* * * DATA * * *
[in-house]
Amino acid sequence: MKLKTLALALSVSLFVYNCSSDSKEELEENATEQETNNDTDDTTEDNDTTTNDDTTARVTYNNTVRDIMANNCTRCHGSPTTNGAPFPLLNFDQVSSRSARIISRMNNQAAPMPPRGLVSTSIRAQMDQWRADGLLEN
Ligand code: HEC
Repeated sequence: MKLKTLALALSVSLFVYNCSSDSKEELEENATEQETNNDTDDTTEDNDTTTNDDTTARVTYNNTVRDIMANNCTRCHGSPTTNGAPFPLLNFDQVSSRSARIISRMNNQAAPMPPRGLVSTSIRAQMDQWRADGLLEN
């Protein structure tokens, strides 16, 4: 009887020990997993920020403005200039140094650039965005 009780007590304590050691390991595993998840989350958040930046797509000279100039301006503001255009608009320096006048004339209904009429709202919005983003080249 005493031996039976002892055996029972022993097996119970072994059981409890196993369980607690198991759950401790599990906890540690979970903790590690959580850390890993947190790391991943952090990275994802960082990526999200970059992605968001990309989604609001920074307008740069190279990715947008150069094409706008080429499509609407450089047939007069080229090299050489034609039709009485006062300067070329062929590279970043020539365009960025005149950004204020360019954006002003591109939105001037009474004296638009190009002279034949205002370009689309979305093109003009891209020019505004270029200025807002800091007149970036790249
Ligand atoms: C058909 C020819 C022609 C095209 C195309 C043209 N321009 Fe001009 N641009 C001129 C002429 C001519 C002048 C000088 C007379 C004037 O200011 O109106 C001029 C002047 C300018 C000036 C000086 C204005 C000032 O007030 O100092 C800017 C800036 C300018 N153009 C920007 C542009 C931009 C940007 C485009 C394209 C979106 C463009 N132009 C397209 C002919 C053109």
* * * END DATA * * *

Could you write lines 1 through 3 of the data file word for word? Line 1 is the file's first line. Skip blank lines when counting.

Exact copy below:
[in-house]
Amino acid sequence: MKLKTLALALSVSLFVYNCSSDSKEELEENATEQETNNDTDDTTEDNDTTTNDDTTARVTYNNTVRDIMANNCTRCHGSPTTNGAPFPLLNFDQVSSRSARIISRMNNQAAPMPPRGLVSTSIRAQMDQWRADGLLEN
Ligand code: HEC